Azeem Azhar’s Weekly Wondermissive: Future, Tech & Society
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Dept of the near future
⚠️ Eugene Wei on status as a service. Social media networks are as much or more about generating social capital as generating financial capital; that social capital is both incentive and payment to users to create and give their content to social platforms. (Like many, during the mid-2000s, I became enamoured with the idea of the sharing economy. Here is an excellent critical analysis of how that played out. See also, the servant economy, another critical analysis of the evolution of the 'sharing economy'.)
🙄 Mark Zuckerberg, claims he will make Facebook more 'privacy-focused'. Zeynep Tufekci first-cut analysis is worth reading: “this supposed shift [...] looks more like shrewd competitive positioning, dressed up in privacy rhetoric.” Siva Vaidhyanathan argues that Zuckerberg’s decision is purely strategic, to help ready for a confrontation with WeChat. (Facebook's core product has lost 15m American users since 2017, according to Edison Research. Its reputation is also collapsing. I think there are parallels between Zuck's announcement and Bill Gates' famous 1995 memo, which warned that Microsoft had to turn to face the threat of the Internet. Microsoft eventually did succeed in its switch, but it took two further CEOs and nearly two decades to do it. Equally, it's important to note that Zuckerberg has spoken of truly curtailing Facebook's current business model, rather talked of extending it to newer markets. Meanwhile, the idea of breaking up of the tech giants has hit Washington, with Democratic presidential contender, Elizabeth Warren, suggesting just that. Warren’s statement is worth reading.)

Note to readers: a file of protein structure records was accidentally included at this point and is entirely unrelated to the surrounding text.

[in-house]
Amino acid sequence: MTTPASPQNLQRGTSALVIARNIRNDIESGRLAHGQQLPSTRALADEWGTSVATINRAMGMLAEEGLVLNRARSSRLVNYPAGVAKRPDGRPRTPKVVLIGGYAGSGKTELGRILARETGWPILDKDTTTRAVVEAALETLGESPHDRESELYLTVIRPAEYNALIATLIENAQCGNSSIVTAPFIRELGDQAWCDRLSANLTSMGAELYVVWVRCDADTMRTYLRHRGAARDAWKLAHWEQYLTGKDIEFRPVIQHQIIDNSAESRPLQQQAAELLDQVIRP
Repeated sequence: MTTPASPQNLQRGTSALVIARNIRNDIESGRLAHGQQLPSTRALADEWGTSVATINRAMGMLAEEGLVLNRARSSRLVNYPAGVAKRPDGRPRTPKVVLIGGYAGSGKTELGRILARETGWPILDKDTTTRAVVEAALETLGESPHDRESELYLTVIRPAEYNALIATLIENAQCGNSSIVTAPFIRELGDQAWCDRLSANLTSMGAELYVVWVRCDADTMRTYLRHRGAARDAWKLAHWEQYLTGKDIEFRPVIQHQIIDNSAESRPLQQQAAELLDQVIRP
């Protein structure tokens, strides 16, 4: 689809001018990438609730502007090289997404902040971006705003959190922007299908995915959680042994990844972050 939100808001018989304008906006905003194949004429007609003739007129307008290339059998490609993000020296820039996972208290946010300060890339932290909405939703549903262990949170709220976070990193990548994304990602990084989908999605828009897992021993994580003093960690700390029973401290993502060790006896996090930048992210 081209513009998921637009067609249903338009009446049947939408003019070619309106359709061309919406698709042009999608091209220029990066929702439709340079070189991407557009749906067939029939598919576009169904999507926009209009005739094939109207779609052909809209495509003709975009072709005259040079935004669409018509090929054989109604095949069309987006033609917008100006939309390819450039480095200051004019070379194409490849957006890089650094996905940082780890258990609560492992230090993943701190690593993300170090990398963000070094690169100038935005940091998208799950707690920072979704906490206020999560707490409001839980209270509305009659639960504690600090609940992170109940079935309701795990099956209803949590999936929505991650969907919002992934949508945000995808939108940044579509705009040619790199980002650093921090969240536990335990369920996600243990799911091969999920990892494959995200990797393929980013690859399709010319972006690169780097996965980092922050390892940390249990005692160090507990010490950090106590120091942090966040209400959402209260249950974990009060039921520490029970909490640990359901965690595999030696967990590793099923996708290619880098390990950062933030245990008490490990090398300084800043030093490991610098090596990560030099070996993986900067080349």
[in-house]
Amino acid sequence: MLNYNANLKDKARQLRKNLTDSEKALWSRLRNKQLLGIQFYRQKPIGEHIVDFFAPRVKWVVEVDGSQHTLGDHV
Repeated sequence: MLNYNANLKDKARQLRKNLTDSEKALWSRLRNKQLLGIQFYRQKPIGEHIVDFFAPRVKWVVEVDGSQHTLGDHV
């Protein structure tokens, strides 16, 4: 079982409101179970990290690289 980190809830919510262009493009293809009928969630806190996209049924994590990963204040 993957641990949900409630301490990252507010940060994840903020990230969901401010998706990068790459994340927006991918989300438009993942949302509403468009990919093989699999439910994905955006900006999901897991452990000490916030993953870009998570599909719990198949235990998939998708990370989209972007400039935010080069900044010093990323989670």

💯 Excellent overview of the computational biology opportunity. I recommend watching the short video too.
🏁 Quantum computing “is a marathon...and it's only ten minutes into the marathon.”
👑🗑️ The credentials of a CEO make little or no difference to a company's performance; call it the MBA myth.
🙈 “The foxes are guarding the henhouse.” Is ethical AI possible?